On Feb. 19, the German ambassador to Turkey was summoned to the Turkish Foreign Ministry to give a statement on a new German textbook centered on the Armenian Genocide.
The book was prepared by Prof. Mihran Dabag, the director of the Institute for Diaspora Research and Genocide Studies (Institut für Diaspora und Genozidforschung) of the University of Bochum, Germany, and members of his staff. It was published by the ministry of school in Saxony-Anhalt.
“The material has been developed under a solid scientific perspective,” Minister of Cultural Affairs (Saxony-Anhalt) Stephan Dorgerloh said in a press conference, after the German news magazine Der Spiegel reported on the visit in its April 2 issue. “I suspect that in the current debate the Turkish actors try to make domestic political capital.”
The ambassador was summoned in the context of the current discussion on the status of freedom of press and opinion in Turkey.
“The textbook is the result of a close cooperation between the educational institutions of Saxony-Anhalt and our institute,” Dabag said. “It can be a chance to show how to teach genocide in schools beyond the realm of the discussion on the comparability of collective acts of violence.”
“If not today, in face of the recent violence in the Near East, when then will we accept our obligation to recognize and remember the victims of the genocidal politics of the Ottoman Empire,” he asked.
In 2005, the institute conceptualized a teacher’s guide, entitled “Teaching 20th Century Genocides and Violent State Crimes in School,” for the federal state government of Brandenburg; the guide received wide public attention. Since the guide contained a chapter on teaching the Armenian Genocide in schools, the Embassy of the Republic of Turkey in Germany intervened to prevent its publication. Its efforts, however, were unsuccessful. The guide was published and proved so popular that the first edition was out-of-stock after a short period of time.
The research team of the Bochum University later prepared another teacher’s guide on teaching genocides. Commissioned by the Federal Ministry of Education and Cultural Affairs of Saxony-Anhalt and in cooperation with the Federal Institute for School Quality and Teacher Training, the teacher’s guide, Teaching Genocide in Schools, was published in December 2015.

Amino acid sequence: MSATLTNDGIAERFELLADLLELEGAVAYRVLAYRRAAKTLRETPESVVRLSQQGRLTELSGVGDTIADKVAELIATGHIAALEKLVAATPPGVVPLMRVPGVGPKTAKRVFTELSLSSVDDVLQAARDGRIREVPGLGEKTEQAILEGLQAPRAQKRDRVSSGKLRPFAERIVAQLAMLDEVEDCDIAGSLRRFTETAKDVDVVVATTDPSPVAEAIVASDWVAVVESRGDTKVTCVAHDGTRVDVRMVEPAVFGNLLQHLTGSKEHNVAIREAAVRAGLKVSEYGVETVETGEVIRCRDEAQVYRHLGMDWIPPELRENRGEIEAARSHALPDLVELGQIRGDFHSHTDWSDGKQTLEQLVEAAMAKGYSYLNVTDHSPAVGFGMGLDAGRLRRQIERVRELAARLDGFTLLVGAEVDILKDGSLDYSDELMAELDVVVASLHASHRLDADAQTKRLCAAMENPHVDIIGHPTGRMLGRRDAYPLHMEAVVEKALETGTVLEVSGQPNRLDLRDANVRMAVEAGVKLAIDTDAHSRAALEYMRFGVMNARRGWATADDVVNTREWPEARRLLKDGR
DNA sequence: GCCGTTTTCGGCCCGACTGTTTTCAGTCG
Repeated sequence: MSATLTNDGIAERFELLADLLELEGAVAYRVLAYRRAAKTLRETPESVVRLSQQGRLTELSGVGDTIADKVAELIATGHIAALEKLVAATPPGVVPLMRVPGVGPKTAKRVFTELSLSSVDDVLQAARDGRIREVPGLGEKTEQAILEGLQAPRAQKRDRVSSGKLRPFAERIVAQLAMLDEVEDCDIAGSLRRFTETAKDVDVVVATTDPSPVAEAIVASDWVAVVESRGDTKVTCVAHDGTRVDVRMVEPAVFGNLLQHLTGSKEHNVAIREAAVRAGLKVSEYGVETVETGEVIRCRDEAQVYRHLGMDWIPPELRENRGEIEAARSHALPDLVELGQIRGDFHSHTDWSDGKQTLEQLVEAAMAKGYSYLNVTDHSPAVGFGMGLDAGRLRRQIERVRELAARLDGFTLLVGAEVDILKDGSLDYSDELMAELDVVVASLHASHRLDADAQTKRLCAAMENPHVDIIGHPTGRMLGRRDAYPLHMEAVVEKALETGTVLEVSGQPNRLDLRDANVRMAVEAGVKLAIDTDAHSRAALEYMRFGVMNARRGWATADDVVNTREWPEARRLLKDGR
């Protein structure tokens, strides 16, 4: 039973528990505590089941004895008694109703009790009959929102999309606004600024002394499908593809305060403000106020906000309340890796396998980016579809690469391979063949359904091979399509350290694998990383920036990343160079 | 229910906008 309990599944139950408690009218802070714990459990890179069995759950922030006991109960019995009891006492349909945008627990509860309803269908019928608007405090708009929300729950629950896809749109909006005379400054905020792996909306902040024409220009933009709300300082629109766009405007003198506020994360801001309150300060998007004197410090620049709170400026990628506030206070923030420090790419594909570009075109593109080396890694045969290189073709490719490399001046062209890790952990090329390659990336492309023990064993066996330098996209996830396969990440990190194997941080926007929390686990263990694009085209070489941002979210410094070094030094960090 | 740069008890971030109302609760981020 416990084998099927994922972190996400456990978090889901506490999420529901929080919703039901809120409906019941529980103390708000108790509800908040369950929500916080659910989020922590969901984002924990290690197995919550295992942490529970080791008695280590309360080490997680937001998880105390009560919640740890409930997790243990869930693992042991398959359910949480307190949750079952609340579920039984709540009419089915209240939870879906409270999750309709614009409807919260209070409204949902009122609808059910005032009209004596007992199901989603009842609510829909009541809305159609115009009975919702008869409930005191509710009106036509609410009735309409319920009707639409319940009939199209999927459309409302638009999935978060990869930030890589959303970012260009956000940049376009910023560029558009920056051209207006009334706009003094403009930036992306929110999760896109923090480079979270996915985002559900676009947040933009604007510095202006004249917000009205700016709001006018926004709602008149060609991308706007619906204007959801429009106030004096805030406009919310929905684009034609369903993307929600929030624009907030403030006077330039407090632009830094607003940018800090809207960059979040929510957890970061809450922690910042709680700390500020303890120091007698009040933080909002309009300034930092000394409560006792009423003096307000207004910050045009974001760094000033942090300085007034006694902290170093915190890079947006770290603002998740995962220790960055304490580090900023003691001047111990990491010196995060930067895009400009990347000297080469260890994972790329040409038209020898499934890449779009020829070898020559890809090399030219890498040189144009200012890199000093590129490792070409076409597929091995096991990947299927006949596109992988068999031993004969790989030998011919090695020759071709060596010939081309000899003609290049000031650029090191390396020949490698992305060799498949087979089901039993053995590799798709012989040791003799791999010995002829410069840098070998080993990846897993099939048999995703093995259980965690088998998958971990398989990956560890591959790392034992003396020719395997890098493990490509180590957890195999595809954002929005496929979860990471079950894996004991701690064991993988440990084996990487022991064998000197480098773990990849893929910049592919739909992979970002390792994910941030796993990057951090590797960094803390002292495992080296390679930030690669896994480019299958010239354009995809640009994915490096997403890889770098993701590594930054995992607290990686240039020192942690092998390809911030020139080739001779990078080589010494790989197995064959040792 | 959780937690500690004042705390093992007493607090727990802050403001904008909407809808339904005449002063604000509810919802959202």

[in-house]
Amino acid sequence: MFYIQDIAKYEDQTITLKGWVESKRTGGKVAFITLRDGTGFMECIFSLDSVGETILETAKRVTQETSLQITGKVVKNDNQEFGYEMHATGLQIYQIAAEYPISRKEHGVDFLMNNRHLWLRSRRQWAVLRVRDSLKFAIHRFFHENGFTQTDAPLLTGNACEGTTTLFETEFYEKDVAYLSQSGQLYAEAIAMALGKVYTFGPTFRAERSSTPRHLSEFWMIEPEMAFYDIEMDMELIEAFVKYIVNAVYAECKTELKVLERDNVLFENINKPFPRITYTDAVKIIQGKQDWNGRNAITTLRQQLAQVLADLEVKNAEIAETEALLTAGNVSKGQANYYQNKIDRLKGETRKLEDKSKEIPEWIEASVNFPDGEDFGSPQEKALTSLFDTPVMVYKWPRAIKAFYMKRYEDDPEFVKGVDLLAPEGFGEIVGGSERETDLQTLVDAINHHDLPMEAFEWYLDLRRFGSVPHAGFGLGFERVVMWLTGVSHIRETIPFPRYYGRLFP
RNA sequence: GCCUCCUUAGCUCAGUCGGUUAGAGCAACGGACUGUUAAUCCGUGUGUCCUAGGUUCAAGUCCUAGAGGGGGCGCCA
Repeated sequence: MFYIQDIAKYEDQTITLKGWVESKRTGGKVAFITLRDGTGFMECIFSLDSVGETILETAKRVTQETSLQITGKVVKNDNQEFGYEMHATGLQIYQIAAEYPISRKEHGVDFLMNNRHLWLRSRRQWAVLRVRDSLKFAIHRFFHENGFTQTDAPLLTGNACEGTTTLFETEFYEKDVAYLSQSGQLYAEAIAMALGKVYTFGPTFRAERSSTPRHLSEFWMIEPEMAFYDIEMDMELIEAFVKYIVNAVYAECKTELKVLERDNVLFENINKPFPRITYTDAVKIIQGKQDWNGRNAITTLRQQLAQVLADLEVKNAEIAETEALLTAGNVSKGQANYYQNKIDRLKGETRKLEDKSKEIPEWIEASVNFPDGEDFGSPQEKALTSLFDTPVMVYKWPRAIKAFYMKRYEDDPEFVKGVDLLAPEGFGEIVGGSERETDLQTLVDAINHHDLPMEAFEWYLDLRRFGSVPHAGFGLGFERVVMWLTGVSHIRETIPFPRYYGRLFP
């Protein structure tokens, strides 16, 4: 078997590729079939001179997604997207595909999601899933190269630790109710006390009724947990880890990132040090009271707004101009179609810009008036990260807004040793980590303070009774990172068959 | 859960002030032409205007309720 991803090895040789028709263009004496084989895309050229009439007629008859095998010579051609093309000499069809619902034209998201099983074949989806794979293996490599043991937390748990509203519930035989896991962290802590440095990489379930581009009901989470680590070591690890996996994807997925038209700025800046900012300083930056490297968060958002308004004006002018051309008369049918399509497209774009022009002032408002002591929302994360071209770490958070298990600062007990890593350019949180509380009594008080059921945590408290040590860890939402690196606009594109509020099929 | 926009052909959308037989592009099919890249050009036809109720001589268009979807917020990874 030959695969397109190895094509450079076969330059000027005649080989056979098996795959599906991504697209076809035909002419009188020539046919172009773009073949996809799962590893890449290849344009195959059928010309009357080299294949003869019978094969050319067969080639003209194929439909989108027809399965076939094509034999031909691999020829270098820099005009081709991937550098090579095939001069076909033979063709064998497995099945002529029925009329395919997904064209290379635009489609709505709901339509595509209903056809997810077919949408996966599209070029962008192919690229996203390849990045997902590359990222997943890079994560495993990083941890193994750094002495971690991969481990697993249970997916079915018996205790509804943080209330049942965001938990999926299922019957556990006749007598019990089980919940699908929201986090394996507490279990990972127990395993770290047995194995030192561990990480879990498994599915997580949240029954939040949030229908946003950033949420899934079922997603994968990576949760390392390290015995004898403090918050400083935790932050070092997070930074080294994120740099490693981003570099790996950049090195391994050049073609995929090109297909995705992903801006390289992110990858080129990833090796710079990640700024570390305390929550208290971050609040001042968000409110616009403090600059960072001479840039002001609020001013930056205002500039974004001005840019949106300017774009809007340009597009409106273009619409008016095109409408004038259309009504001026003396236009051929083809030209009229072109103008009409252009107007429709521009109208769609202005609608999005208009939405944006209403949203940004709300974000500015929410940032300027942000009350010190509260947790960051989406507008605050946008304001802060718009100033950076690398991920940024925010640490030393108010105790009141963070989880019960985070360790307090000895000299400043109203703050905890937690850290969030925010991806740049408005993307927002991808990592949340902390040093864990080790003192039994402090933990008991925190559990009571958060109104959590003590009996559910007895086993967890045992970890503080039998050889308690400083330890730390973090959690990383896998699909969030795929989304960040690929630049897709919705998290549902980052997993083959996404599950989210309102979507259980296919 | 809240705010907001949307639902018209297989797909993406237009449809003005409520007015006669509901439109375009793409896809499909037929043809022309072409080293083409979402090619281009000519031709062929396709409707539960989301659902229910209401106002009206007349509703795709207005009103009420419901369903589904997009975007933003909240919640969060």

The textbook comprises the latest state of research and enables teachers to address the topic of genocide in the classroom, as well as to integrate genocide into teaching units within different school subjects (history, politics, ethics, religious education). In the center of the textbook, the Armenian Genocide in the Ottoman Empire is discussed, outlined comprehensively, and integrated in the context of the history of violence in the 20th century.
The teacher’s guide also contains a newly drafted and complete teaching unit for the Armenian Genocide, including didactic materials and edited sources. Both fundamental considerations concerning genocidal violence in the 20th century and short depictions of other genocides complement this thematic focus.
The internationally renowned Institute for Diaspora Research and Genocide Studies, founded in 1994, originates from an Armenian initiative and is under the direction of its founding director, Mihran Dabag, to this day. It was and still is the first and only research institute in Germany specifically devoted to comparative genocide studies and investigations on the emergence, the realization, and the consequences of collective violence. In addition to scientific research, teaching occupies an important place at the institute, and its lectures and seminars enjoy great popularity. The institute’s associates mentor between 150 and 300 students each semester. Additionally, numerous students graduate from the institute and go on to complete their Ph.D. with Dabag. Here, too, the Armenian experience is an important key subject.
The transfer between science, university, and society has always been of great importance to the institute. Scientific conferences and discussion meetings, memorial projects, seminars for adult and teacher education, as well as the realization of thematic weeks and projects in schools rank among the most important activities of the institute.
Within the last 10 years, especially, the latter has become a focus of the institute, which has elaborated materials for teaching and learning about collective violence and genocide. Moreover, the institute plans to make the content available in the form of a multimedia web portal.
To order Teaching Genocide in Schools (128 pages, ISBN/ISSN: 1438-4787), via the Landesinstitut für Schulqualität und Lehrerbildung (LISA) of Saxony-Anhalt, visit https://www.bildung-lsa.de/bildungsland/landesinstitut_fuer_schulqualitaet_ und_lehrerbildung_sachsen_anhalt__lisa_/publikationen.html.
Source: Armenian Weekly Mid-West